Margot Lurie’s recent review of Empowered Judaism contains many of the lazy smears about independent minyanim that we’ve been hearing for years (citing such sources as “one parent of a minyan-goer” and “a friend of mine”). Under other conditions, the best thing to do might be to ignore it. But this review is published in the Jewish Review of Books, which gives it the intellectual cachet to place it into the small pond of “serious” writing on this subject. So this review needs to be fisked in the bud before it becomes the next authoritative voice on independent minyanim.
For those of you in the DC area: The community is joining together on Tuesday, January 18, 2011, at 7 pm, at the Religious Action Center, 2027 Massachusetts Avenue NW, Washington DC, to sing the songs of Debbie Friedman z”l and remember her far-reaching legacy. Please spread the word to your friends and communities. You can RSVP at the Facebook event page.
For those of you who aren’t in the DC area: What’s been going on in your area?
Debbie Friedman‘s memory is a blessing. Beyond the hundreds of songs she composed, she was a pioneer of an entire genre of Jewish religious music (sometimes known as “American nusach”) that has revolutionized American Jewish prayer. My memories of Debbie are too numerous to put in a comment, so I’m putting some of them in a new post.
Everything I know about songleading I learned from Debbie Friedman. She could lead a group in song (whether she was performing a concert or leading a service) with her little finger. I had the opportunity to study songleading with her at Hava Nashira for four years. At my first Hava Nashira in 1997, in Debbie’s songleading workshop, it was my turn to get up and teach a song to the group, and then be critiqued by the group. After I finished, the first thing Debbie said was “You need to take off your clothes. Get naked.” After I got over the shock, it became clear that she was speaking figuratively; she meant that when we lead a group in song or prayer, we need to shed our inhibitions. And she was right; I have taken her advice to heart ever since then (as well as laughed many times about the time Debbie Friedman told me to take off my clothes).
In some ways she was a larger-than-life figure. She composed hundreds of songs without knowing how to read music; if you asked her for the chords to a song, she would say that she didn’t know the names of the chords, but she would play it so you could watch and write them down (“…and then it’s this one with the two fingers over here…”). There was the time at NFTY Convention 1997 when she broke a string during “Miriam’s Song”, and the backup musicians kept on going while she removed the broken string, put on a new one, wound it, tuned it, and came back in for a triumphant final chorus. And then there was the time at Hava Nashira when the power was out on Shabbat morning. Before services began, Debbie taught her new melody for Yotzeir Or (“creator of light”). When we got to that point in the service, we sang Debbie’s Yotzeir Or… and all the lights went back on!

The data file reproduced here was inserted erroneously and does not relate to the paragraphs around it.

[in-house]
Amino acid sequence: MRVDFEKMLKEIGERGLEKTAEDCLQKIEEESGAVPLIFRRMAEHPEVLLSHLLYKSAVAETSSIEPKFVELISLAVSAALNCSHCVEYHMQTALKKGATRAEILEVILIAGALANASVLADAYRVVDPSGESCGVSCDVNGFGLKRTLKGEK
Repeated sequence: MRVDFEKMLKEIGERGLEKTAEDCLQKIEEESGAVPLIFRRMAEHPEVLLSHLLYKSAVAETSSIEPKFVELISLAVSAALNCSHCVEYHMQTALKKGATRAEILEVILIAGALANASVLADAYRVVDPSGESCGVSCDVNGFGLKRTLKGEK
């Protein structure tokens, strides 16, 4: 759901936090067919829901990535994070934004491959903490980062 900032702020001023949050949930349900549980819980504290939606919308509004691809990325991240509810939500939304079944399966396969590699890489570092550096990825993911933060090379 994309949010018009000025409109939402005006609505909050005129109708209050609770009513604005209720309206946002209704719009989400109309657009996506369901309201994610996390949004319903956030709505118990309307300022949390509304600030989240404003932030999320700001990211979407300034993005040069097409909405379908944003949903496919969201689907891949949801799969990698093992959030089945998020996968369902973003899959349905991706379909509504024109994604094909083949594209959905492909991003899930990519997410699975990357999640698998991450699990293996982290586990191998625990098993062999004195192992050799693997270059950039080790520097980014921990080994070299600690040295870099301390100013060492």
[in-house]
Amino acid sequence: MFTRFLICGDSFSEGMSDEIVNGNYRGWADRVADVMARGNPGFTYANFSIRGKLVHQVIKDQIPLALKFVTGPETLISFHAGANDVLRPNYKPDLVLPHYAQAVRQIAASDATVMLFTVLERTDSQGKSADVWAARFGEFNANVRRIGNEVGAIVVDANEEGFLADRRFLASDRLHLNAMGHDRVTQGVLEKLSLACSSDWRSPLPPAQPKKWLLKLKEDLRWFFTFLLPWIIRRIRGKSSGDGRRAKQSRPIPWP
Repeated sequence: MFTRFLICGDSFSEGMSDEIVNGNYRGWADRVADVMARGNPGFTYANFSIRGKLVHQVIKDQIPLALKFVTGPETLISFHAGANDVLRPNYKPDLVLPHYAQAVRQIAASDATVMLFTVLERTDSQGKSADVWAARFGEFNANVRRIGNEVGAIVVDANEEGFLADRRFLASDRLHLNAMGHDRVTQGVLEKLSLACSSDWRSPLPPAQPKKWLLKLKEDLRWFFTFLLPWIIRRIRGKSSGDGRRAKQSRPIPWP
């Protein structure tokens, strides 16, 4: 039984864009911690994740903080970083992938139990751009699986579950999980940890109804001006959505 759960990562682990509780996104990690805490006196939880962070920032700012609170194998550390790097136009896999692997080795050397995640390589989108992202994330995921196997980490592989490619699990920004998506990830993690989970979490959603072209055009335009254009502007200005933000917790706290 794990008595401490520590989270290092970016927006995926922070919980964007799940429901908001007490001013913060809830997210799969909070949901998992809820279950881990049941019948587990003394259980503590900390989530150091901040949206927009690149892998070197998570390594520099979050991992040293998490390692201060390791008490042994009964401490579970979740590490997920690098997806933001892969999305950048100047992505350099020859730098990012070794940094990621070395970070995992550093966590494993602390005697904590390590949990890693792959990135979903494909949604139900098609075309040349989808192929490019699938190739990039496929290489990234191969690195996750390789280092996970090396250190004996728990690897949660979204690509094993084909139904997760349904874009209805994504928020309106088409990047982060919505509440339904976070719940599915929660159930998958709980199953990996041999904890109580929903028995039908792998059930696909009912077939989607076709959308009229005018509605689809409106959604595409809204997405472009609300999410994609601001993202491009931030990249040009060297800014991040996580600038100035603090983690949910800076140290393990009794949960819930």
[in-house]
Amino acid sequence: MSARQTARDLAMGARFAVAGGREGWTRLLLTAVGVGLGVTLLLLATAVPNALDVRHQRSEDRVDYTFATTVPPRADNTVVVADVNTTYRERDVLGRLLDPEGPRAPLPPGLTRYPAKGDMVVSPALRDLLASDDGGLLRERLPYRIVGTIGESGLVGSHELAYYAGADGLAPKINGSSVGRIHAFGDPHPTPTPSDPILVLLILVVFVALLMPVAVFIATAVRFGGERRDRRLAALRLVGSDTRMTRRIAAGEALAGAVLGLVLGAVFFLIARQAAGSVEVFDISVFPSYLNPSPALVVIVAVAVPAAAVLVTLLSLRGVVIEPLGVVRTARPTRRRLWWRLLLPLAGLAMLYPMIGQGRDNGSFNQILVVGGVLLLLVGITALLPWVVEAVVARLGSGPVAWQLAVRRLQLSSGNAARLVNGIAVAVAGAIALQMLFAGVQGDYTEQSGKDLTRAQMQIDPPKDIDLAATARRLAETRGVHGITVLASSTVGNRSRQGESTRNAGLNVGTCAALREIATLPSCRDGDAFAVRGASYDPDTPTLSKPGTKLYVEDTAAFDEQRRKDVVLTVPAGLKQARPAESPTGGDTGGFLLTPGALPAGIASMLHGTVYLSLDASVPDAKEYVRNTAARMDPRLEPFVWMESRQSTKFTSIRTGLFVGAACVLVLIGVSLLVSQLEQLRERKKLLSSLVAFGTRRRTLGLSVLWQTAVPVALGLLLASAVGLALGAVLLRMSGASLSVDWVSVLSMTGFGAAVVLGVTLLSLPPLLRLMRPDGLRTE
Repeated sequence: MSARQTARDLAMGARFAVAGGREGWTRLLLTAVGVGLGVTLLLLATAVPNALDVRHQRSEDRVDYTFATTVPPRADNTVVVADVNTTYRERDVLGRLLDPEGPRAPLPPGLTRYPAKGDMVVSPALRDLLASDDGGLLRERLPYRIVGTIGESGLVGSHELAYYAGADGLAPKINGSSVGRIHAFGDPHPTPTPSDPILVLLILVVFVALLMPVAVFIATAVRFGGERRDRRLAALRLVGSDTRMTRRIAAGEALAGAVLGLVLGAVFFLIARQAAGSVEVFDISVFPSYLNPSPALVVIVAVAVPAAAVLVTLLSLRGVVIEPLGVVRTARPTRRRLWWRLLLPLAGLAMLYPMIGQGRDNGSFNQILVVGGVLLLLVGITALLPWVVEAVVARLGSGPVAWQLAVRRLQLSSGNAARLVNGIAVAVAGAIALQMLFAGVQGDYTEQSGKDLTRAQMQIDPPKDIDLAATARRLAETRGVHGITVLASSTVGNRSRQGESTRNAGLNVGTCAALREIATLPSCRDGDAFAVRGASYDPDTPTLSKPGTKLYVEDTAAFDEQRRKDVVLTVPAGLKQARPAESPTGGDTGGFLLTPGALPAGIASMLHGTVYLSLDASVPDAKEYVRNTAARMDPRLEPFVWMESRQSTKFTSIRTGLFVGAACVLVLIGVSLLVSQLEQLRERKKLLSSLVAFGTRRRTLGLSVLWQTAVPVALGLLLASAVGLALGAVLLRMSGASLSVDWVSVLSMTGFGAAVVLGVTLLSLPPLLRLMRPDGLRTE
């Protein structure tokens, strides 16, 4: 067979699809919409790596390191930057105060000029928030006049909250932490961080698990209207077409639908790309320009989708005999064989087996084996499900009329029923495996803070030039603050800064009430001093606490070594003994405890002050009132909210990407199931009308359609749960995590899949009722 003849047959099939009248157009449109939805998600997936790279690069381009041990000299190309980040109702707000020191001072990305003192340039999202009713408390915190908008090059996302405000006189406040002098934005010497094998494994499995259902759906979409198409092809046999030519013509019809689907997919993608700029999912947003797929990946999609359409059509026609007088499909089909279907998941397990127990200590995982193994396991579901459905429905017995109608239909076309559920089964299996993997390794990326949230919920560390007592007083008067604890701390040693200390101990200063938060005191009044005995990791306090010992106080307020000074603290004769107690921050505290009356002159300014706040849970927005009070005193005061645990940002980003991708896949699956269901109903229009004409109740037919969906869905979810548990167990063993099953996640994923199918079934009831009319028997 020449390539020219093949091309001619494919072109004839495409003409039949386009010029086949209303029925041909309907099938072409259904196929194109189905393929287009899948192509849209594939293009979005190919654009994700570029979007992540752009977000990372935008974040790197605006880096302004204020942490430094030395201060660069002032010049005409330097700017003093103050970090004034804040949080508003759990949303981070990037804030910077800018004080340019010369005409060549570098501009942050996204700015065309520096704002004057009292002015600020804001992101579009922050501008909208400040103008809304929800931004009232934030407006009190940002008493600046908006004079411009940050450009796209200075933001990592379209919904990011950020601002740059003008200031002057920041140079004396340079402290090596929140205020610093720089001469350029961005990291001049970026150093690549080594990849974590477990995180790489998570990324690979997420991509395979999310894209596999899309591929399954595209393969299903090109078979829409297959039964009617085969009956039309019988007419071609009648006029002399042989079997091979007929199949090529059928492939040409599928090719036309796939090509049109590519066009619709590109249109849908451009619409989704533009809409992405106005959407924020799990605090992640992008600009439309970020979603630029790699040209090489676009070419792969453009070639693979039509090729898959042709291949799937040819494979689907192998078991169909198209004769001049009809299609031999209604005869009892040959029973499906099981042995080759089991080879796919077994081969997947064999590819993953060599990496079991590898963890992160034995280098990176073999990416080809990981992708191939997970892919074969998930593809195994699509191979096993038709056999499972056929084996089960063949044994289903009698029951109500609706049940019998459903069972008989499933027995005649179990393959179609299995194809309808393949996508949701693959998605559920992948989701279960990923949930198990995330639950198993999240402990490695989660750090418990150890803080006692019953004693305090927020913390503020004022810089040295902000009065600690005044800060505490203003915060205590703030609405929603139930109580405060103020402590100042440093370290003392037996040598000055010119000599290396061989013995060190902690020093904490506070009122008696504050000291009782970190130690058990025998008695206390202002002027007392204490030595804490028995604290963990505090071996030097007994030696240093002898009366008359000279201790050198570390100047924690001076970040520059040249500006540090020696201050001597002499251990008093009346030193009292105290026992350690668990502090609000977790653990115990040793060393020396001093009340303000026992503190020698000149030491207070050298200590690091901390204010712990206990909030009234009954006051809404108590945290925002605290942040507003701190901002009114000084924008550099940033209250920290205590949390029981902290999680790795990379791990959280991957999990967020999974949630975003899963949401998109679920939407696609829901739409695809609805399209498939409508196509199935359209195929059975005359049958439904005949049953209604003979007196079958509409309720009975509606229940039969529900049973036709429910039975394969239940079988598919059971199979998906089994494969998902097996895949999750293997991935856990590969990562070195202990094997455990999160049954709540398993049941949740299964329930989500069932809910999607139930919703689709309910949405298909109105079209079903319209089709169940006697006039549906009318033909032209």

Yet despite her larger-than-life celebrity, Debbie Friedman never sought out the spotlight. Her goal was always (as she wrote in the liner notes to Sing Unto God back in 1972) “the importance of community involvement in worship”. Debbie was at Limmud NY in 2006, where I was leading the Shabbat team. We had asked Debbie to lead havdalah for the conference. Then, on Shabbat afternoon, she told me that she was having second thoughts, and didn’t think it would be appropriate for her to do it. She felt that she was already famous, and that Limmud should be an opportunity for a new generation to take the reins, and that it would be a step backwards for her to lead it. My thought as a program organizer was that this would have been a good conversation to have several weeks before, but now that it was a few hours before havdalah, it was too late to rethink the plan for an 800-person program. But Debbie persisted, and tried to encourage me, of all people, to do it. To be clear, she was Debbie Friedman, and I was (and still am) a nobody, but I was one of her students and she was encouraging me to take off my clothes. In the end, Debbie led havdalah after all, and it was amazing of course, but what made it amazing was the way she brought the whole room together in song.
Here at Jewschool, we’ve been talkingsmack about the “Anti”-Defamation League, and justifiably so. So it’s only fair that we also give them credit when they come out on the good side.